Semester: 

    Spring

    Offered: 

    2023
    How has theater in France, from the 17th-century to the present, served as a site of political, social, and philosophical reflection? In this course, we will attempt to answer that question by studying a selection of plays representing the major trends, movements, and writers of French theater from Jean Racine to Marie NDiaye. We will look in particular at how theater privileges the body and the language of emotion to reformulate and respond to questions regarding the relationship...
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    Introduction to the Study of East Asia: Issues and Methods

    Semester: 

    Spring

    Offered: 

    2023

    This interdisciplinary and team-taught course provides an introduction to several of the approaches and methods through which the societies and cultures of East Asia can be studied at Harvard, including history, philosophy, literary studies, political science, film studies, anthropology and gender studies. We consider both commonalities and differences across the region, and explore how larger processes of imperialism, modernization, and globalization have shaped contemporary East Asian societies and their future trajectories. 

     

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    Prison Abolition

    Semester: 

    Spring

    Offered: 

    2023
    Is prison abolition a serious proposal, an aspirational ideal, a trendy slogan, or a blueprint for social transformation? This interdisciplinary and community-engaged course situates the prison abolition movement in deep historical context and explores its current relation to the politics of criminal justice reform. We will study the movement’s connections to slavery abolitionism, anti-lynching activism, Indigenous struggles for sovereignty, and the Black Power movement. We will...
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    Carceral Empire

    Semester: 

    Spring

    Offered: 

    2023
    Mass incarceration is a catastrophe in the United States, especially affecting Black, Indigenous, Latinx, and poor communities. Different forms of carceral confinements have long been an integral part of the formation of the United States and other settler colonies in the Americas. In this course, we will focus on the history of Indigenous confinements. While the incarceration of Indigenous peoples today resembles the incarceration of other minoritized peoples, it has similar and...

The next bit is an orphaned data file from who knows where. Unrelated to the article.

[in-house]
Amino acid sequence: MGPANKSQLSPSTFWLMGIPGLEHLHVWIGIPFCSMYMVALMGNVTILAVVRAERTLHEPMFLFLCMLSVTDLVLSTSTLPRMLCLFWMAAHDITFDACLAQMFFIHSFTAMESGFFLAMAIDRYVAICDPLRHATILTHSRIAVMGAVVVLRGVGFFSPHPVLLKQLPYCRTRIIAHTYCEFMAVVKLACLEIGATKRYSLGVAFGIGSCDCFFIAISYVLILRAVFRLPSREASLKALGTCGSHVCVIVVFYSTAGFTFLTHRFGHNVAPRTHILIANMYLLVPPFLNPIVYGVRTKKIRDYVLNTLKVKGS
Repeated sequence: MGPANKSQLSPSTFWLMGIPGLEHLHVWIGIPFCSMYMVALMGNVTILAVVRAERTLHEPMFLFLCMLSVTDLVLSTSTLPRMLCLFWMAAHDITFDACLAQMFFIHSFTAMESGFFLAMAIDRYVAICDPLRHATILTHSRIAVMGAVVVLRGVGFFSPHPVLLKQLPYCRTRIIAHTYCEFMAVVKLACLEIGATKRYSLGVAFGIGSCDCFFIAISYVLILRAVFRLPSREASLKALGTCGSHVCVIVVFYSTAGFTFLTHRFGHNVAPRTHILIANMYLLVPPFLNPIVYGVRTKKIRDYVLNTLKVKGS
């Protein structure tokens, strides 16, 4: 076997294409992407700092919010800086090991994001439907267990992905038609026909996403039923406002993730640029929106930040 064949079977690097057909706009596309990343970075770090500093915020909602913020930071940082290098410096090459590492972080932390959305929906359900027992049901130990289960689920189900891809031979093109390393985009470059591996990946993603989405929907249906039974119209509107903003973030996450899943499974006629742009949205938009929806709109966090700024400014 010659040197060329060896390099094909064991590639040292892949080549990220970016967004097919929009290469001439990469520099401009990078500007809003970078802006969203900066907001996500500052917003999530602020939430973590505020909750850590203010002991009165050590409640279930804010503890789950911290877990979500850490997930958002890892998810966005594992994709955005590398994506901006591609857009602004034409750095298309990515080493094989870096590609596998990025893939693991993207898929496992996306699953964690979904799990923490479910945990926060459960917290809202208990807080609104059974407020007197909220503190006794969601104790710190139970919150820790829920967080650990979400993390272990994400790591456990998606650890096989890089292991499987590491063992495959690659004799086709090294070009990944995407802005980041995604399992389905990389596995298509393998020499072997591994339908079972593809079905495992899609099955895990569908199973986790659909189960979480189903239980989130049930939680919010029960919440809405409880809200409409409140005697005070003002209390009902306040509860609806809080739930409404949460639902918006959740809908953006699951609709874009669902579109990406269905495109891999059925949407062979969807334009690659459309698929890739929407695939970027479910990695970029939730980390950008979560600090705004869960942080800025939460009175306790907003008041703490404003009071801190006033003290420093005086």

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    Freedom: A Transatlantic Affair

    Semester: 

    Spring

    Offered: 

    2023
    The brilliantly witty German physicist and satirical author Georg Christoph Lichtenberg once remarked that “The American who first discovered Columbus made a horrible discovery” (“Der Amerikaner, der den Kolumbus zuerst entdeckte, machte eine böse Entdeckung.”). Taking inspiration from the insightfully eccentric perspectives that another culture might have on our own (and our own on it), this course interrogates the dynamics of transnational cultural transfer by examining case...
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    Introduction to African American Studies

    Semester: 

    Spring

    Offered: 

    2023
    This course aims to provide an interdisciplinary examination of the complex array of African-American cultural and political practices from slavery to the present. The course will involve close readings of a variety of primary sources and classic texts that present key issues in African American thought and practice. The course will place special emphasis on debates concerning African American people with the goal of introducing students to the process and the methodology of...
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    Literature, Diaspora, Migration, and Trauma

    Semester: 

    Spring

    Offered: 

    2023

    This course examines a diverse range of creative and critical discourses on trauma and the global African; East, South, Southeast, and West Asian (Chinese, Indian, Iranian, Japanese, Korean, Vietnamese); and Middle Eastern (Jewish, Palestinian, Lebanese); as well as Latin American diasporas. We focus on the connections among diasporas, displacement, migration, and trauma, and on the relationships of these phenomena and constructions and understandings of artistic and cultural identities, ethnicity/race...

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    Migration in Theory and Practice

    Semester: 

    Spring

    Offered: 

    2023

    In this course, we will examine how and why people migrate from one location to another, focusing both on the theoretical paradigms scholars use to explain migration processes as well as on the individual experiences of migrants. Topics include transnationalism, diaspora, identity formation, integration and assimilation, citizenship claims, and the feminization of migration. Ethnographic readings focus primarily on migration to the US, but also include cases from other world areas, most notably Asia. This is a junior tutorial. 

     

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    Mobility, Power and Politics

    Semester: 

    Spring

    Offered: 

    2023
    This course incorporates insights from the new mobilities paradigm in studying the linkages between movement, power and politics in the contemporary era. The course will discuss how issues of mobility are central to many lives and many organizations, and how movement intersects with the spatialization and materialization of power, difference and inequality within societies. Students will come to an understanding of how mobility, and control over mobility, both reflects and...
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    The Dark Side of Big Data

    Semester: 

    Spring

    Offered: 

    2023
    Does it sometimes feel like Instagram ads are listening a little too closely to your conversations? Have you ever wondered if certain corporations might own images of your face? Today, fears abound that algorithms are not only populating our lives with annoying targeted advertisements but might also be creating the most unequal societies that have ever existed. In this interdisciplinary seminar, we will explore key methodological overlaps and differences between humanistic and...